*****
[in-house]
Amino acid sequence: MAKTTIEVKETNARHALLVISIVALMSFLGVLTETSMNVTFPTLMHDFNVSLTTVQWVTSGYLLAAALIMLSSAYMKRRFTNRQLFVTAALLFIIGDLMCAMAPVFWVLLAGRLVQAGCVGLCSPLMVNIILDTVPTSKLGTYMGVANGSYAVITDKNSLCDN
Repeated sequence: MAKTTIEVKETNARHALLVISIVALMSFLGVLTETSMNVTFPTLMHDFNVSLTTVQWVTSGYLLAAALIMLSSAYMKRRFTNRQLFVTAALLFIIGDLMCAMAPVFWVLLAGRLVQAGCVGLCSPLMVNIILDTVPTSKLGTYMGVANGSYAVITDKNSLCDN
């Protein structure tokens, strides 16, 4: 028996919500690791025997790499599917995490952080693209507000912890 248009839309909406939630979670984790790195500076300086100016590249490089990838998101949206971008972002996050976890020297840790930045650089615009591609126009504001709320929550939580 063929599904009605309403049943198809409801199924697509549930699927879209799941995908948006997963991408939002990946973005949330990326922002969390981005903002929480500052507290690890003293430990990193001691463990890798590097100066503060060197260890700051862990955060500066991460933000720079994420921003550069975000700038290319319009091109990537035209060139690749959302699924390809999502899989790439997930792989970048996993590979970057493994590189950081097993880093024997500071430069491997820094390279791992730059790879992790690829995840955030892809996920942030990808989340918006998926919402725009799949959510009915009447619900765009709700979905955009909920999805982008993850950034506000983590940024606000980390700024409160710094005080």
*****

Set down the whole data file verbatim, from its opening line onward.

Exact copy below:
[in-house]
Amino acid sequence: MAKTTIEVKETNARHALLVISIVALMSFLGVLTETSMNVTFPTLMHDFNVSLTTVQWVTSGYLLAAALIMLSSAYMKRRFTNRQLFVTAALLFIIGDLMCAMAPVFWVLLAGRLVQAGCVGLCSPLMVNIILDTVPTSKLGTYMGVANGSYAVITDKNSLCDN
Repeated sequence: MAKTTIEVKETNARHALLVISIVALMSFLGVLTETSMNVTFPTLMHDFNVSLTTVQWVTSGYLLAAALIMLSSAYMKRRFTNRQLFVTAALLFIIGDLMCAMAPVFWVLLAGRLVQAGCVGLCSPLMVNIILDTVPTSKLGTYMGVANGSYAVITDKNSLCDN
């Protein structure tokens, strides 16, 4: 028996919500690791025997790499599917995490952080693209507000912890 248009839309909406939630979670984790790195500076300086100016590249490089990838998101949206971008972002996050976890020297840790930045650089615009591609126009504001709320929550939580 063929599904009605309403049943198809409801199924697509549930699927879209799941995908948006997963991408939002990946973005949330990326922002969390981005903002929480500052507290690890003293430990990193001691463990890798590097100066503060060197260890700051862990955060500066991460933000720079994420921003550069975000700038290319319009091109990537035209060139690749959302699924390809999502899989790439997930792989970048996993590979970057493994590189950081097993880093024997500071430069491997820094390279791992730059790879992790690829995840955030892809996920942030990808989340918006998926919402725009799949959510009915009447619900765009709700979905955009909920999805982008993850950034506000983590940024606000980390700024409160710094005080």